Windbreaks are rows of trees and shrubs that protect areas from wind. Windbreaks have many benefits, including improving wildlife habitat, reducing heating bills, providing protection from high winds and snow, and enhancing landscape aesthetics.

Row of spruce trees along a crop field
Windbreaks alongside crop fields help conserve moisture and trap snow.

How big should my windbreak be?

Where space permits, a windbreak of five rows of trees and shrubs is recommended. A five-row windbreak with proper spacing between rows will measure from 80 to 90 feet in width. If space is limited, you can plant three rows, measuring from 40 to 50 feet in width, for a similar affect.

What kinds of trees and shrubs should I use?

Hardwood and deciduous trees, which shed their leaves in the fall, are not as effective as evergreen species for winter protection. However, the bare limbs of deciduous trees will reduce wind velocities to some extent. Also, hardwood species are faster growing and taller at maturity than most evergreens. A combination of evergreens and hardwoods is recommended for optimal performance in the shortest amount of time.

When should I plant?

You should start planning the windbreaks in the fall and plant in the spring. Use the diagrams below to help you plan an effective windbreak.

Illustration of windbreak
Right to Use

Row 1/Row5

  • Black haw
  • Deciduous holly
  • Flowering quince
  • Forsythia
  • Highbush cranberry
  • Lilac
  • Mock orange
  • Redbud
  • Pyracantha
  • Privet
  • Nanking cherry

Row 2/Row 4

  • Black alder
  • Hawthorn
  • Jack pine
  • Persimmon
  • Red cedar
  • Scotch pine
  • Serviceberry
  • Norway spruce

Row 3

  • Pin oak
  • Northern red oak
  • Shingle oak
  • Soft maple
  • White pine
  • Loblolly pine
  • Shortleaf pine
  • Yellow Poplar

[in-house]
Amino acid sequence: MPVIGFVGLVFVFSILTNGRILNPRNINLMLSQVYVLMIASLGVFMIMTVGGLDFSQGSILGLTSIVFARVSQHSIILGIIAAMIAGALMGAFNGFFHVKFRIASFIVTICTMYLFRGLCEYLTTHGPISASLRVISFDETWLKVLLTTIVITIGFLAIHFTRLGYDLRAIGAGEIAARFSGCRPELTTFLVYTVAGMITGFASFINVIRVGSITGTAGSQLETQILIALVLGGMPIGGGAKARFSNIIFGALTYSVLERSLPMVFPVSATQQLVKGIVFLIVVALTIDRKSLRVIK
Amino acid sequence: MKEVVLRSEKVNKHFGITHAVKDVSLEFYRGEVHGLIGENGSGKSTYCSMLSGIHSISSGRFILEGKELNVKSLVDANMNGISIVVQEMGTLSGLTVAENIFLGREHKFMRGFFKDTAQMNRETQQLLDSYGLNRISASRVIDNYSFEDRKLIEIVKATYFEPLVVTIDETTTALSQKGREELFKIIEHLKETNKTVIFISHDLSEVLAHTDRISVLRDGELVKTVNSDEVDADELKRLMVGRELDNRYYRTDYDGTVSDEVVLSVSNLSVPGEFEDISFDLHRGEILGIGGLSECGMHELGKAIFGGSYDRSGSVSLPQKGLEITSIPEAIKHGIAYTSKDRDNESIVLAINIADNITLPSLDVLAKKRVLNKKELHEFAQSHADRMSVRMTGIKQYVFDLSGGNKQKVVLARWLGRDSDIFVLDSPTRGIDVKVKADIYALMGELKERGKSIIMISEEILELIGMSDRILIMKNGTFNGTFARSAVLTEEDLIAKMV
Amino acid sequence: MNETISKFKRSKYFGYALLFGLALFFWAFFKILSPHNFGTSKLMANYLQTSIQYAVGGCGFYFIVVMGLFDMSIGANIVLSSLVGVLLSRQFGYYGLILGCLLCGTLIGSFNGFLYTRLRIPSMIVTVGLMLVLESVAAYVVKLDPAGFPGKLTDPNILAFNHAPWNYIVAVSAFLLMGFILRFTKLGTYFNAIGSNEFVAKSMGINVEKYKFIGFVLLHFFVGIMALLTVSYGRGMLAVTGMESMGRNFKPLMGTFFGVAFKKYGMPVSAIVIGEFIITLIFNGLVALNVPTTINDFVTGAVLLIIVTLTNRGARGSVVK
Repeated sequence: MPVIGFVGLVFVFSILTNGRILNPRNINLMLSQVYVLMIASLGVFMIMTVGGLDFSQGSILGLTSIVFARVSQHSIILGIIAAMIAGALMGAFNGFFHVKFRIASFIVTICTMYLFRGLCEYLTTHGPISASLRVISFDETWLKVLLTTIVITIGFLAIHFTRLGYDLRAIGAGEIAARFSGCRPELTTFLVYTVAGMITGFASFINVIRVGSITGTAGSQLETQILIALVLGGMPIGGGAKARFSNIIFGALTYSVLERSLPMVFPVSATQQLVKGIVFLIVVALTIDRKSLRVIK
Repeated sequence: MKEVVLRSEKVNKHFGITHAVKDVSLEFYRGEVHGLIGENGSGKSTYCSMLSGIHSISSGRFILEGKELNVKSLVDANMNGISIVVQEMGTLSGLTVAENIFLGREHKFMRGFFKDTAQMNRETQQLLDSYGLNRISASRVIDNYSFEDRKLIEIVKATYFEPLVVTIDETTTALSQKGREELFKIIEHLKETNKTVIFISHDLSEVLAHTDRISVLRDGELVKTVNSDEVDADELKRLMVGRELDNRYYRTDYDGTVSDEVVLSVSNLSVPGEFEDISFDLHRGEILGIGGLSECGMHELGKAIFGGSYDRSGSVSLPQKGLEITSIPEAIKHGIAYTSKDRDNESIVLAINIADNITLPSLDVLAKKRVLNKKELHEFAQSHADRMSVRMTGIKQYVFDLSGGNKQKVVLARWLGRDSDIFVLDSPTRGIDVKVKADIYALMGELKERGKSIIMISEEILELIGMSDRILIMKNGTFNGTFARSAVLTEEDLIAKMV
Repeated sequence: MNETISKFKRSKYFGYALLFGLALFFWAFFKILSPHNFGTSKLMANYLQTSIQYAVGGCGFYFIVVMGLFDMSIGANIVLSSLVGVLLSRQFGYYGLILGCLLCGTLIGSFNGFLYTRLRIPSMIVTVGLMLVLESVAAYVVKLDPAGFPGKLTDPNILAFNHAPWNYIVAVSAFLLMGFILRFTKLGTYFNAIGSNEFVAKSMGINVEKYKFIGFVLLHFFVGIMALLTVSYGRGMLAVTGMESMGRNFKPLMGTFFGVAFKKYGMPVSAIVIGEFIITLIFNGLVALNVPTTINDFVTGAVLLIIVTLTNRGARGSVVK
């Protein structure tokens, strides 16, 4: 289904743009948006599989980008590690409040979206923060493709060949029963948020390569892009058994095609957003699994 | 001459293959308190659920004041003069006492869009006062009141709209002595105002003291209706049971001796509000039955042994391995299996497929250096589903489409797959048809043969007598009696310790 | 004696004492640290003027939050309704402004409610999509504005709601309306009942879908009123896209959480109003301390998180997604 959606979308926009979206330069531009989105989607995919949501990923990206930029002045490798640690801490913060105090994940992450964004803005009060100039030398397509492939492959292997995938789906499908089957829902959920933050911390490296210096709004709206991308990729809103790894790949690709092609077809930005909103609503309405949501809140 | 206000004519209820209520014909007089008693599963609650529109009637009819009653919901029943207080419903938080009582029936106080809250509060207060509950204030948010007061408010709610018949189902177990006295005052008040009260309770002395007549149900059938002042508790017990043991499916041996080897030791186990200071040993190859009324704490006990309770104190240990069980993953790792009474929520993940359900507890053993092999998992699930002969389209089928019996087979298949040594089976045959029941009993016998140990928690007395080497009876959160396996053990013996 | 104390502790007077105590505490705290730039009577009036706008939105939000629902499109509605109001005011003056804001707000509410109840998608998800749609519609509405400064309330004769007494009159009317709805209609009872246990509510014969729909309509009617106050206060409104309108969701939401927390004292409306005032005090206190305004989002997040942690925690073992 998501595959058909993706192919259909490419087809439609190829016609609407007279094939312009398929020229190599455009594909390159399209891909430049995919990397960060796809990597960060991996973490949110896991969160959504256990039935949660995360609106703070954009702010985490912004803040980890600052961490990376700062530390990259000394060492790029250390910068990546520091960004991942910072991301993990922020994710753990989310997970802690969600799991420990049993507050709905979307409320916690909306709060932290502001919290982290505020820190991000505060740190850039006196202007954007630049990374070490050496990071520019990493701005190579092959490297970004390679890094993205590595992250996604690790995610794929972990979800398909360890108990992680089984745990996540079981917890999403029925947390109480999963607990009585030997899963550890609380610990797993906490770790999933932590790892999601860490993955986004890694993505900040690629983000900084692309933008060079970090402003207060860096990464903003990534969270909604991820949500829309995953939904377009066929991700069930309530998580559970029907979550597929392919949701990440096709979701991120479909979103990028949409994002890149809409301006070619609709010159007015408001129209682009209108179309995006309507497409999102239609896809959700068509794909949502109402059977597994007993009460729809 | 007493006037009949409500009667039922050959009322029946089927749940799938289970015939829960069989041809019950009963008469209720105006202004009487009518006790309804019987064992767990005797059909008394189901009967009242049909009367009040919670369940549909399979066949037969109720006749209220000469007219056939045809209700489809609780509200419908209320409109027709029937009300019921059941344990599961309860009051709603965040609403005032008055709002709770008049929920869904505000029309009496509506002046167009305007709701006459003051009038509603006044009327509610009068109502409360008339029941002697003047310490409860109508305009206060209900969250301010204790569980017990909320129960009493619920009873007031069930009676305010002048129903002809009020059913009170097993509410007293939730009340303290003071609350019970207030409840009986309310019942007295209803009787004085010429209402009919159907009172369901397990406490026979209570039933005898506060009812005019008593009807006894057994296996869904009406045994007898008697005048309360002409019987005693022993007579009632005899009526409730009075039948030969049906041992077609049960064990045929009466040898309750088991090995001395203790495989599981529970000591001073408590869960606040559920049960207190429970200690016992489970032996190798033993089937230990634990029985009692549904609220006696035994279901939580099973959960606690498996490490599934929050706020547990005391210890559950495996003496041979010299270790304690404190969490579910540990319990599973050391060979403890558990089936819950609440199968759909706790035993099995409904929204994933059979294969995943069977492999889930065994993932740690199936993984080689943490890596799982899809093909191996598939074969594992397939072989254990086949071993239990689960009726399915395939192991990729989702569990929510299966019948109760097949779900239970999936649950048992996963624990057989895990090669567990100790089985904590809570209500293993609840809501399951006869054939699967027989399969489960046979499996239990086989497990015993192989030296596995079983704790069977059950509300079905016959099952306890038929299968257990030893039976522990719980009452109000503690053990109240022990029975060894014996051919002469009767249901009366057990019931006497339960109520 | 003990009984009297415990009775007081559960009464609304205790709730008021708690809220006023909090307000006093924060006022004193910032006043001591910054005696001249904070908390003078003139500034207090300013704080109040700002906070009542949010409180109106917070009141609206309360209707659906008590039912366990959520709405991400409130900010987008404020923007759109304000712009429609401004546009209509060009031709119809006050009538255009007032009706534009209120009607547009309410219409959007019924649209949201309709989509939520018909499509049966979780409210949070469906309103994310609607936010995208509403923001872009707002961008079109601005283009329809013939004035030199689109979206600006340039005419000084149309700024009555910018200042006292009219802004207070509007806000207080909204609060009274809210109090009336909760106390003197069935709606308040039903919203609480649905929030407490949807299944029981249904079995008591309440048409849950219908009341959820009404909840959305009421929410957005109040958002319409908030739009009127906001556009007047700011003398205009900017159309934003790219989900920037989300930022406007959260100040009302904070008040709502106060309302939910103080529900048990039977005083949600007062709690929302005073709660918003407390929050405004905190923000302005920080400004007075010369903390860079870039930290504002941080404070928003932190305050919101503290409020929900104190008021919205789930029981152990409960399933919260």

Planting Plan

The diagram below shows the planting arrangement of a hardwood and evergreen windbreak. The staggered row arrangement gives best coverage.

Overhead view of hardwood windbreak rows

Rows one through three can be used when creating a three-row windbreak with row one on the windward side (side exposed to the wind).

To be effective, a three-row windbreak should have its middle row at least 100 feet from any building or roads needing protection from winds and drifting snow. When planning the shape of windbreak, consider wind direction, roads, topography, buildings, fences, available space, and other trees present.

Tips for Windbreaks

  • Mark where you will be planting at your windbreak site before the trees and shrubs arrive.
  • Planting should begin as soon as possible. If a delay is necessary, store seedlings in a cool place in the shade.
  • It is very important to keep the roots moist until planting, but do not submerge the roots in standing water.
  • Plant trees in small numbers using a tree-planting bar or tile spade. A power post hole auger is an ideal way of planting larger seedlings.
  • Seedling loss will occur during the first year when the seedlings are just beginning to develop. The roots require thorough watering on a weekly basis during the first growing season, especially in the hot summer months.
  • Any attempt to establish a windbreak without weed control is likely to be disastrous. Weeds can be controlled by cultivation or mulching. Immediately after planting, trees need to be staked to provide protection from lawn mowers, especially in those areas where weed control may be delayed.
  • Fertilizer should not be applied for a year or two to avoid competition from grass and weeds. Excessive applications of fertilizer can damage young roots.